Thomas Vinterberg’s movie Kursk was never going to have a happy ending - it follows a true event. On August 12, 2000, the world was mesmerised by a tragedy unfolding deep beneath the Barents Sea off Russia. The Russian Navy was carrying out exercises, and one of its submarines, the Kursk, had had a terrible accident. A missile it was carrying malfunctioned and exploded in the torpedo bay, setting off all the other torpedoes there, too.
The Kursk had not come into the world easily. While it was being built, the USSR collapsed. Its massive military was no longer affordable, and so troops went without pay, ships were sold off, along with rescue vessels, and lot of equipment was sent to become scrap iron for whatever price it could fetch. The Kursk was eventually completed and launched in 1994, a nuclear-powered beast that represented the pinnacle of Soviet technology.
Able to stay underwater for 120 days, she was designed to have a very low magnetic signature, which would keep her hidden from the enemy. She could also break through Arctic ice. The Kursk was state of the art; so having her fall into the enemy’s hands would have been unthinkable.
But amidst the cutbacks in the military, there was often not enough fuel for the vessel, let alone money to send it out more than once, so the crew were inexperienced.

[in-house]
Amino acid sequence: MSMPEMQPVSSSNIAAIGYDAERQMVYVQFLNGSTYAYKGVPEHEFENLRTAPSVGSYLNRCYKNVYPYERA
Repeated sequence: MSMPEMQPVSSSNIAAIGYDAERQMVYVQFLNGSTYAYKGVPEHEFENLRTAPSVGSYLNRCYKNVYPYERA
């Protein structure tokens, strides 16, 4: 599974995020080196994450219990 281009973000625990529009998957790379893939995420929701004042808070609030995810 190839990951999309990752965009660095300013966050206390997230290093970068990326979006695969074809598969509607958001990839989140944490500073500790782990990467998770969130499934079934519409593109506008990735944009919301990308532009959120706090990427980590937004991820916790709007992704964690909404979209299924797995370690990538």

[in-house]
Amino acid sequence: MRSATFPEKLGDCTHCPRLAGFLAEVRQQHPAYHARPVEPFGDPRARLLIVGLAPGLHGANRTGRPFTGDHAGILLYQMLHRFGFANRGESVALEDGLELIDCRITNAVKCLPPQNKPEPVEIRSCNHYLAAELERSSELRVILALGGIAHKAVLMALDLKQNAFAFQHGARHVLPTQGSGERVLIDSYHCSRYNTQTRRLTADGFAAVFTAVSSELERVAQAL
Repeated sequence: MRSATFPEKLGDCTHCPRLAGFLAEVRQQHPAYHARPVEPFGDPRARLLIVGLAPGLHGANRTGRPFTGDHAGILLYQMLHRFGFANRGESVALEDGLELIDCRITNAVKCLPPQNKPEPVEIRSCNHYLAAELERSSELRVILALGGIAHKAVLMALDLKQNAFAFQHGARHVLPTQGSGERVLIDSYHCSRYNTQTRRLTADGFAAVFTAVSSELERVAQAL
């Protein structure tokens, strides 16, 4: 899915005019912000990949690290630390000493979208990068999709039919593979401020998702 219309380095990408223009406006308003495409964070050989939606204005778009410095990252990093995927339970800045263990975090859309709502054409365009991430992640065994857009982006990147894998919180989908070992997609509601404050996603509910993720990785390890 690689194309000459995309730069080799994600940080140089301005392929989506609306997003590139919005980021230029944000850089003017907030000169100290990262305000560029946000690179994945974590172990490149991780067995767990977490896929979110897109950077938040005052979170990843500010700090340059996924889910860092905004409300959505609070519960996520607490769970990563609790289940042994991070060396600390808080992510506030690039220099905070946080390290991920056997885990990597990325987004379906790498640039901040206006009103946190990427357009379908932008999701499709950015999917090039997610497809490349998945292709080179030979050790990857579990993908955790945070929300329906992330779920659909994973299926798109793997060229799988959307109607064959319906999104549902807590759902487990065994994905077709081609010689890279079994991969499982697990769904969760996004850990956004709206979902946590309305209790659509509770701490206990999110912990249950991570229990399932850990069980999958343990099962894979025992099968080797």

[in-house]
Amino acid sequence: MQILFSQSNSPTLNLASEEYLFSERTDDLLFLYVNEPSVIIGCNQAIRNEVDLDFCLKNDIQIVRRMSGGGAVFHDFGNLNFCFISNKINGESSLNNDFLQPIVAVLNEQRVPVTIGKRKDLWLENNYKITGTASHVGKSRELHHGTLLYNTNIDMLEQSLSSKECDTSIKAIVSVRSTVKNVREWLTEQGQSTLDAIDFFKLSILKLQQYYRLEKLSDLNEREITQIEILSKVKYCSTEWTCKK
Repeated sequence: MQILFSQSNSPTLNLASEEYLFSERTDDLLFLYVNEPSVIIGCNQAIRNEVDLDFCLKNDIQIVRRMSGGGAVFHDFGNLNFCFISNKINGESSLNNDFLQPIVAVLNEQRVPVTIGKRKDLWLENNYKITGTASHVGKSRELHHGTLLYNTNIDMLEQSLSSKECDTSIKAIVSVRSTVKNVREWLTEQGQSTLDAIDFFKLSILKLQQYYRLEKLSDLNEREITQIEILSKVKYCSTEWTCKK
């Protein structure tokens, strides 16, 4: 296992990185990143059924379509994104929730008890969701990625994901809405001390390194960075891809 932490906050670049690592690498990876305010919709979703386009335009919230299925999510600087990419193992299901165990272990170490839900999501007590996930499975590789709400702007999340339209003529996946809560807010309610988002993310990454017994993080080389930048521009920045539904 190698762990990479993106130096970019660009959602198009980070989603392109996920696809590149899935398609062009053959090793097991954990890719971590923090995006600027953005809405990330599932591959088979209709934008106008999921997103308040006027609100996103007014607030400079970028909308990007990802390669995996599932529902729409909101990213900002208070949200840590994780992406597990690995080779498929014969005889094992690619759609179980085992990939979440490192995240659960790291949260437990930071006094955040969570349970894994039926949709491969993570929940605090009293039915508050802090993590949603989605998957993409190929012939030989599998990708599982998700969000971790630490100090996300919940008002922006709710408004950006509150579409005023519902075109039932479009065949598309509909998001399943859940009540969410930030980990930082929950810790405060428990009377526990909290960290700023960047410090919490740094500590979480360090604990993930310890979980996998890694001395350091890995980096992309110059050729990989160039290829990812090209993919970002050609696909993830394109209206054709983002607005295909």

It is against this backdrop that our movie starts. The Kursk crew are struggling to find enough money to buy champagne for a wedding. Mikhail Averin (Matthias Schoenaerts) and his friends pawn their expensive mariners’ watches to secure the bubbly.
The following day, they set out on in the submarine. Mikhail is babysitting a torpedo that seems to have a very dangerous hydrogen leak. He wants it fired as soon as possible, but his superiors don’t think it’s too urgent and wait until the scheduled moment. The torpedo explodes, setting off a fire. Mikhail manages to get out of the torpedo bay and further towards the end of the stricken vessel, just before the rest of the warheads detonate. Miraculously, the back end of the ship is untouched, so survivors head there, closing doors between compartments. But, it’s only a matter of time before they run out of air.
Mikhail’s wife, Tanya (Lea Seydoux), is pregnant with her second child. She becomes the tigress in this story, refusing to accept the military’s explanations, and demanding that she and the other wives and mothers are told the truth.
Meanwhile, Western powers realise that something has gone terribly wrong. They are able to pick up the Kursk’s explosions as “seismic events” and then they see the fleet congregating at one spot. It’s not long before they know the Kursk is in trouble.
There are moments of sheer joy and elation, when the Russian submersible hears the sailors banging on the hull, and reports that some are still alive. There are also moments of deep despair as the submersible fails, and the realisation dawns that it will never succeed. The audience is cast into a pit of hopelessness, poignantly balanced with the faith of the trapped men.
Colin Firth plays British Commodore David Russell, who led the efforts to recover the Kurk’s crew. His frustration and rage is palpable when, against all sense, the Russians continue to deny him access to the submarine, despite the clear evidence that their own machinery is not up for the job.
Unlike the Thai Cave Rescue story, there will be no united world, no rescue and no happy ending. Bring tissues.